I mean, the report said these bee wranglers generate millions of dollars worth of goods every year. And the stupid Iowa politicians can't spring for the measly cost of a poor bee inspector? Talk about returns on investment! How shortsighted. A few tens-of-thousands in salary in exchange for the health -- maybe even the very existence -- of this -- and I quote -- "important" Iowa industry that is worth millions to the state...
I am so ashamed.
Here I have been foolishly worrying about such obscure issues as warrantless searches of emails, phone calls, and homes, detention without bail or legal representation, military tribunals, reinstitution of the draft, gutting posse comitatus laws, censorship, gun registration, escalating the War on Drugs, undeclared military wars, national identification cards, and other such fine points of freedom when I should have been devoting my time and effort to lobbying the state of Iowa to preserve and protect the important position of state bee inspector.
Perhaps I need to reconsider how I have been investing my talents. I'm sure if I try, I can unearth a whole plethora of activities that are "important" and that thus justify state oversight and/or funding.
Earthworms are important. They aerate the soil. If something untoward should befall those little wrigglers, we Iowans could not possibly grow sufficient corn and soybeans to feed a major proportion of the world. To preserve and protect those eyeless wonders, we should immediately ordain an "earthworm czar." Indeed, the production of food is so important for basic survival that the president and Congress should offer the support and resources of the entire nation to help protect those hidden crawlers.
Golly. There must be thousands of such vital links in the ecology that we could -- and should -- monitor and nurture.
I envision an office of "Homeland Agricultural Security" to coordinate the disparate activities of various agencies and private vendors involved in this "important" work. Now.
But let's not limit ourselves to such mundanities as food, shelter, and clothing. It's long been known that people do not live by bread alone.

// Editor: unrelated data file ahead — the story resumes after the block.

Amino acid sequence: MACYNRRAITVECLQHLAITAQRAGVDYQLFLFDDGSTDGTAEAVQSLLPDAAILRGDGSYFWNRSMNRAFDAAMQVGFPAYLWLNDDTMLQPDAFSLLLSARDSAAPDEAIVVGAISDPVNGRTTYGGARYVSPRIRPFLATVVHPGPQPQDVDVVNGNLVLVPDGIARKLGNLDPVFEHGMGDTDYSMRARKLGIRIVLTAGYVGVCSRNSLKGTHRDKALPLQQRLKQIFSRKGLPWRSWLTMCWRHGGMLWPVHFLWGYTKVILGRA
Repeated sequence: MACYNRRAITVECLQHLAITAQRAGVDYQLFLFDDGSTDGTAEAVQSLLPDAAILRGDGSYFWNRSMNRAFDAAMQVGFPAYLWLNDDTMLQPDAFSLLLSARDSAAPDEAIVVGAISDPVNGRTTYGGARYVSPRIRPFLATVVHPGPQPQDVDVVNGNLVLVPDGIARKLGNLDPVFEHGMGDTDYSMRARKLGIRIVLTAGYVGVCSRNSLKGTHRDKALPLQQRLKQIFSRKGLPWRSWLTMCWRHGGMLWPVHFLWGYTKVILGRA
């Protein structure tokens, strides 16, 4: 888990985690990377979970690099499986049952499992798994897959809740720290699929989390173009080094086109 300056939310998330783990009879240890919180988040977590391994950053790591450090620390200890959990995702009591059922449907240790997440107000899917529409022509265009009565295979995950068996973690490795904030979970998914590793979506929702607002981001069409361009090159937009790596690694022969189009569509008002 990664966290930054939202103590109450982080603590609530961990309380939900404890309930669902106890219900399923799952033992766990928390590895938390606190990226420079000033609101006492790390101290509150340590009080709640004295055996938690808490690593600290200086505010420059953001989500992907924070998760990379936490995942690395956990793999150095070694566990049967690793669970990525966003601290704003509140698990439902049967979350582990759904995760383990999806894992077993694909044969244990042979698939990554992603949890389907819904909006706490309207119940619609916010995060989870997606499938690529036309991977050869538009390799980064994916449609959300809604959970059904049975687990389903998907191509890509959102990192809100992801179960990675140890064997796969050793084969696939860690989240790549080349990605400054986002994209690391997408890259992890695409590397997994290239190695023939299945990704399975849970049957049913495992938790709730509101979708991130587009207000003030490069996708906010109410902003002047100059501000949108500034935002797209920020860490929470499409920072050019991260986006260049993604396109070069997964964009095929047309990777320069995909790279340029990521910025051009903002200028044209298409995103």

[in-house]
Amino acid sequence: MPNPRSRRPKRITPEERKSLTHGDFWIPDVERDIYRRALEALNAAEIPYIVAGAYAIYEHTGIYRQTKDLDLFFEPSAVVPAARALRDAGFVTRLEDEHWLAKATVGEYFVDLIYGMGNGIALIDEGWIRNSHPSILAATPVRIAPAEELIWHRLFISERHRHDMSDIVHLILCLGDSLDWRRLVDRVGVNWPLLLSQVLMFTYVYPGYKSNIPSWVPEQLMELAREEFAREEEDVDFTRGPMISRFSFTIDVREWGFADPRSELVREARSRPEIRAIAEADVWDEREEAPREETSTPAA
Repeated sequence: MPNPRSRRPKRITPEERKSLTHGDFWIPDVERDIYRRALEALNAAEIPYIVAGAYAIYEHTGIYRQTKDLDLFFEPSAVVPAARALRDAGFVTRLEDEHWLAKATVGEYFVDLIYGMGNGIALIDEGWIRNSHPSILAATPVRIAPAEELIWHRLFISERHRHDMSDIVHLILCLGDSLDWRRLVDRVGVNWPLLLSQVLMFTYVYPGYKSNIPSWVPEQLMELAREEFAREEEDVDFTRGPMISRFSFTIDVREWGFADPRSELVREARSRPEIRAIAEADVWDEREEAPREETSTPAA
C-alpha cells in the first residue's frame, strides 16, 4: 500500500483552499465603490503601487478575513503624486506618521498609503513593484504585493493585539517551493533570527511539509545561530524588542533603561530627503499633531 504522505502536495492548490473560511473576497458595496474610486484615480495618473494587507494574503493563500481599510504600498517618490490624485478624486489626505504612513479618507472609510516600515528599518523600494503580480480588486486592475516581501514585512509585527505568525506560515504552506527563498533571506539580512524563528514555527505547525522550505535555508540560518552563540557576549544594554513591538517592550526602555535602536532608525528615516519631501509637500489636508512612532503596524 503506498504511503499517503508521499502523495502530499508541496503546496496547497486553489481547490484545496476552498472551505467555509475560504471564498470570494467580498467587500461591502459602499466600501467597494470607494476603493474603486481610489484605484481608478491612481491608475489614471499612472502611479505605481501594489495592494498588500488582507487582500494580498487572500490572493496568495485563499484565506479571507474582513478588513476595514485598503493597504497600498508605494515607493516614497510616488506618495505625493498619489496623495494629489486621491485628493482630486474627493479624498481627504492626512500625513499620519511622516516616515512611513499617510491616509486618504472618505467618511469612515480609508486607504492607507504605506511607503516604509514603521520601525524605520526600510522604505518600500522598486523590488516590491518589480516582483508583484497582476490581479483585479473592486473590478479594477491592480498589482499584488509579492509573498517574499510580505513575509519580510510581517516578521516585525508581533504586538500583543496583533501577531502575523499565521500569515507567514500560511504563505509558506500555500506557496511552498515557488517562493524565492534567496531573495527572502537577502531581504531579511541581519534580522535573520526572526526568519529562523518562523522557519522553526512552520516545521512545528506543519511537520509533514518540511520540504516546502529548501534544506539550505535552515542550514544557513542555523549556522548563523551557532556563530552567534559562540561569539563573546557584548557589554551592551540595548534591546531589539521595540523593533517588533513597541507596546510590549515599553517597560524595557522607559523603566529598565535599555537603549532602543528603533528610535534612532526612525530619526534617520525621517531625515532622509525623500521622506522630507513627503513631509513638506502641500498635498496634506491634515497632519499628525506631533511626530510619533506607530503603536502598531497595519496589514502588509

Consider the videogame industry. While the movie industry brings in about $8 billion in annual domestic revenue, the purveyors of PC, PlayStation, and other games -- and this was before the introduction of Microsoft's X-Box and Nintendo's Cube -- earned over $11 billion annually.
How do we know, though, that this "important" industry is being run as it should be? Who ensures the quality of the games? Who protects us -- and let's not forget the children! -- from shoddy game or console makers? Clearly, the consumer must be defended from the potential depredations of greedy manufacturers. Who knows when they might do something wrong?
How long will we videogame players be forced to flounder adrift and alone without the reassuring presence of a videogame inspector? The "Office of Homeland Entertainment Security" has been languishing for far too long! After all, Hollywood is billions behind their rivals. We must have a level playing field. Immediately.
What else? Gee. Maybe automobiles and such. Where's our "Office of Homeland Transportation Security"? Er, uh...I guess we already do have a Department of Transportation, don't we?
But I bet they could do more! After all, driving is "important," damn it!
And junk food. Boy. Imagine how much money is involved in producing, distributing, and consuming those Twinkies, chips, candy, and soda pop? That's "important," too.
And cat food. Dog toys. Pet supplies of all kinds. Let's not forget: for how many adults and couples are pets surrogate "children," vitally "important" to their psychological well-being? Such interests must be addressed without delay.
Ah, heck. This is taking too long. After all, everything is "important" to someone. In the interest of time, energy, and efficiency, let's just establish an "Office of Homeland Everything Security." Security is, of course, the bee, er, be-all and end-all of existence, is it not? And if it's "important" to someone, somewhere, somehow, then the State should obviously be involved as much as possible. Right?
Or so I've been told...